What happens when the vocalist decides to stray from the lyrics of the composer? In jazz there is a long tradition of doing exactly that. Known as “scatting,” the vocalist improvises by singing nonsense syllables creating his own melody and rhythm, much like an instrumental soloist does. But in this case, the voice is the musical instrument. Scatting can take the form of mimicking the sound of other instruments or the scatter can harmonize with his own instrument, such as a guitarist or bassist that scats along with his own solo.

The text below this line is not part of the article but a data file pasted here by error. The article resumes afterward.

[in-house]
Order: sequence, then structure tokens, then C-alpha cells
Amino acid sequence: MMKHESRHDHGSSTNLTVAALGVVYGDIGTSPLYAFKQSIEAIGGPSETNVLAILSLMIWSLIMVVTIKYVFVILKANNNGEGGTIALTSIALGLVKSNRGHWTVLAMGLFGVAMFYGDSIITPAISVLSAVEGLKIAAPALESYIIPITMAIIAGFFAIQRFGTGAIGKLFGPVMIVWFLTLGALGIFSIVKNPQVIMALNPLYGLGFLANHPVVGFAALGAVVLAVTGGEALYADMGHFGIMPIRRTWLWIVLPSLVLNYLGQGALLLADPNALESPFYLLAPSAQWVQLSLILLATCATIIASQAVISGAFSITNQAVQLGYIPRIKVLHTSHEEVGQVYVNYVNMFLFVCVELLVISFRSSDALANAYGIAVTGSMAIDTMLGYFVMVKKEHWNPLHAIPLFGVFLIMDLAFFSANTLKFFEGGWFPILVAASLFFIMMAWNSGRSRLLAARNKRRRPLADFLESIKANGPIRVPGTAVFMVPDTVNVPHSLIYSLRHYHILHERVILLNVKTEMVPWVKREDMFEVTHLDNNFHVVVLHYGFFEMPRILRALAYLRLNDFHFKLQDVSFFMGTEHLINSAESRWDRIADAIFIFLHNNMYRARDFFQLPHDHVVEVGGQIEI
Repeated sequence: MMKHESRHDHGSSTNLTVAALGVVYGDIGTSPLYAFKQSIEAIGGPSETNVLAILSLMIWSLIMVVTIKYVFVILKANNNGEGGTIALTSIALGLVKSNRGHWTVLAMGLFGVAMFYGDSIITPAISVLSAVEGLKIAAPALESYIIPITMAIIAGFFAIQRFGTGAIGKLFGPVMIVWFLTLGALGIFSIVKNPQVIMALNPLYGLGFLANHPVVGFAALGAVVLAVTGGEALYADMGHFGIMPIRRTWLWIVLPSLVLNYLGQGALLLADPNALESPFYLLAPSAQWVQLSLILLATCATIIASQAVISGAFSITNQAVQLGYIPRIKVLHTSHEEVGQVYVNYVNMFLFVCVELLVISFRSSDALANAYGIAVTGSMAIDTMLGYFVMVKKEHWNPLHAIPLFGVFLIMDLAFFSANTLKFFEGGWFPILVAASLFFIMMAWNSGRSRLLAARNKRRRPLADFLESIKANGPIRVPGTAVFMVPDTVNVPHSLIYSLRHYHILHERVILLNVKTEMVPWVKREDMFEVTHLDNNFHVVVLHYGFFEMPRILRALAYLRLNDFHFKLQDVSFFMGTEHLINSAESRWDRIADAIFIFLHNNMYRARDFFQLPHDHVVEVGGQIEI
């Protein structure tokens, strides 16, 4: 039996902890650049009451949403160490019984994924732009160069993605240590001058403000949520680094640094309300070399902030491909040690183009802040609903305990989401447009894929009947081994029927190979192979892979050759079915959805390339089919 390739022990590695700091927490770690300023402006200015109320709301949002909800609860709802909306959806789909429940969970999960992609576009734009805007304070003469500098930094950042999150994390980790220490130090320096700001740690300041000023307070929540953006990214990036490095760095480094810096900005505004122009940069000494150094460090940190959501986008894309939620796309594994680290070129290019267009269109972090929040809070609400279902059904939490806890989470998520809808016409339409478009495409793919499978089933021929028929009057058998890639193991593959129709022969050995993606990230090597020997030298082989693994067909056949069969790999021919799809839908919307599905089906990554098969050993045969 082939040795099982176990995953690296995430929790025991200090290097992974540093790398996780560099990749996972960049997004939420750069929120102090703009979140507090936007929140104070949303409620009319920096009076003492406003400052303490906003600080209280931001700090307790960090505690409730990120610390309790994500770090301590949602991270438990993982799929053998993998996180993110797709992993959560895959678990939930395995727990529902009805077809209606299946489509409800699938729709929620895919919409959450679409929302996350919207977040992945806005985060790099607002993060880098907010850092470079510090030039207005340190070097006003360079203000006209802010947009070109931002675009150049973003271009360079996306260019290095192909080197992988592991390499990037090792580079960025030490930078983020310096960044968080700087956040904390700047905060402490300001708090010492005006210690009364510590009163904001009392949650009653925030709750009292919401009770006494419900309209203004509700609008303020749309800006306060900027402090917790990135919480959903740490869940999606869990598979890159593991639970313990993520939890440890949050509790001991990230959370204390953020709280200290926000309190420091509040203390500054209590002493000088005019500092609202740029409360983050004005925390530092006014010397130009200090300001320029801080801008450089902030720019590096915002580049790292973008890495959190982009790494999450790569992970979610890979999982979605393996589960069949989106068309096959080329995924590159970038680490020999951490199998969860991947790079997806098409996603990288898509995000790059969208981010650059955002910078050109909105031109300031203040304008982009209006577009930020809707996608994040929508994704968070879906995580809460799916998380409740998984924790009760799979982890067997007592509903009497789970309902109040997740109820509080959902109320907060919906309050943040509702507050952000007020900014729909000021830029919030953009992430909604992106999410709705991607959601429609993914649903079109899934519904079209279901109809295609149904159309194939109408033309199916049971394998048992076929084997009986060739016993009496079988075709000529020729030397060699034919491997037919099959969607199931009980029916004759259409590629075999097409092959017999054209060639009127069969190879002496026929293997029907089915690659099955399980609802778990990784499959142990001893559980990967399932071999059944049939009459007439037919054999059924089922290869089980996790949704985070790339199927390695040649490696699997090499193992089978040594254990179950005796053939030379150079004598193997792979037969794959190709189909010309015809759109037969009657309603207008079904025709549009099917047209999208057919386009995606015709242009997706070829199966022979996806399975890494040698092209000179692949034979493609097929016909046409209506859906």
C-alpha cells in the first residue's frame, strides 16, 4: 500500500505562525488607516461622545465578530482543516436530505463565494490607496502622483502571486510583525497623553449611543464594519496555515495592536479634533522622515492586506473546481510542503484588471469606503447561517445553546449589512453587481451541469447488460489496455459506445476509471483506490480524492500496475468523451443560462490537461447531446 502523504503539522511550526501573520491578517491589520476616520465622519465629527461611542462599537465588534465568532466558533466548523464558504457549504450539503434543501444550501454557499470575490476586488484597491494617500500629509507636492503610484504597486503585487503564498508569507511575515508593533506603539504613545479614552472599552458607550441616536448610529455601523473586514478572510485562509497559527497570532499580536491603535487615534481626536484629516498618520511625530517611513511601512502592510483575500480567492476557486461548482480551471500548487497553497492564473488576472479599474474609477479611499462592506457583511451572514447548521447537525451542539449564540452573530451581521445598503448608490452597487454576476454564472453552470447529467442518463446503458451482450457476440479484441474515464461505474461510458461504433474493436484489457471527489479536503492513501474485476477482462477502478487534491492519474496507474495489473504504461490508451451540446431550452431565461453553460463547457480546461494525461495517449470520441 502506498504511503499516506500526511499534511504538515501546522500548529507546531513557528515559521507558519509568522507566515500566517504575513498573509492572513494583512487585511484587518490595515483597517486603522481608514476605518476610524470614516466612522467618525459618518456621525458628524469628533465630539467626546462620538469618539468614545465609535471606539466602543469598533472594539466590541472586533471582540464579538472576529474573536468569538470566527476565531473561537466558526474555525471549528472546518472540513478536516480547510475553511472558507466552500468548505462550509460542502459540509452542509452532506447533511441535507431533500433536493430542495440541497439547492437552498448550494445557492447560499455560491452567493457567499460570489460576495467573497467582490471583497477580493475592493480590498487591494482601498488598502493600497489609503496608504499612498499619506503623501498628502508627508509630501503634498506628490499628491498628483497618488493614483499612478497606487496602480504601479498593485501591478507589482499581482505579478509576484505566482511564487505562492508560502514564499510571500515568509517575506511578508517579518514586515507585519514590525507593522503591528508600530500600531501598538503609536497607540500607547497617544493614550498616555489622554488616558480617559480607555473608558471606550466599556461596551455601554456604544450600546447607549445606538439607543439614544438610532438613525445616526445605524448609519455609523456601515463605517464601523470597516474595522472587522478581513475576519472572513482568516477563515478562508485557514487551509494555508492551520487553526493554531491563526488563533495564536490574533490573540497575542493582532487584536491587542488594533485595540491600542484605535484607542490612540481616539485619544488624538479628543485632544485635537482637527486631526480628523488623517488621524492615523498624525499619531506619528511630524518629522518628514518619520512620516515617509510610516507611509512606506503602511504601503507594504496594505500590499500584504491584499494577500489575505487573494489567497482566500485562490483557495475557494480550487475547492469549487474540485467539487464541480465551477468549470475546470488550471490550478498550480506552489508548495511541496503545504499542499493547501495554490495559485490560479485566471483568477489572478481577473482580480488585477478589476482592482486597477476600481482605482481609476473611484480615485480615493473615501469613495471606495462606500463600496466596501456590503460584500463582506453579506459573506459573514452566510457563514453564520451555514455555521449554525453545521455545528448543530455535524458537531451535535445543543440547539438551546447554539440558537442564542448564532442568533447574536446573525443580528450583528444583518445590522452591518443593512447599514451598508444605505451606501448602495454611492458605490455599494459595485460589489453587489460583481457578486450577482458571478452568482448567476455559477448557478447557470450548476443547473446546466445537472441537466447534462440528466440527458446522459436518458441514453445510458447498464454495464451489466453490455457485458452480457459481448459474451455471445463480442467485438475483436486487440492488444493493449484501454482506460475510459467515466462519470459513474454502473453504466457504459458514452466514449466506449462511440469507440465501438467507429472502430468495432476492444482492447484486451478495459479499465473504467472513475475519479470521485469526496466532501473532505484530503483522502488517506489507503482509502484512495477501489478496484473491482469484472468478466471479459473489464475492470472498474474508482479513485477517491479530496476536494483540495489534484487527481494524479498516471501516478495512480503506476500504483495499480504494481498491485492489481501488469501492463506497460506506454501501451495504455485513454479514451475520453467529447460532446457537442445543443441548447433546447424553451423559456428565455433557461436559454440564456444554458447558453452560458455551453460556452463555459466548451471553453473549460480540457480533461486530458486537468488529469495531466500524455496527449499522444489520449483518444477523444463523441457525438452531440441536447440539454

The origin of scatting has been lost in history, although Louis “Satchmo” Armstrong has long been credited with having been the inventor of the technique. As the story goes, Satchmo and his Hot Five were in a recording session in Chicago on Feb. 26, 1926, when his music stand toppled over “scattering” the music and lyrics of the song he was singing, “The Heebie Jeebies.” Instead of stopping the recording, Satchmo sang an improvised passage of nonsense syllables, comparable to a “riff” he might have played on his trumpet, and legend suggests that is how scat singing was born. (Listen on YouTube: Heebie Jeebies-Louis Armstong and his Hot Five). In fact, jazz historians can point to earlier examples of scatting and probably what best explains the origin of scatting is the old New Orleans’ adage: “If you can’t sing it, you can’t play it.” So even though Satchmo didn’t invent scatting, he made it extremely popular and ever since, legions of jazz singers have adopted the technique and taken it to new and exciting places.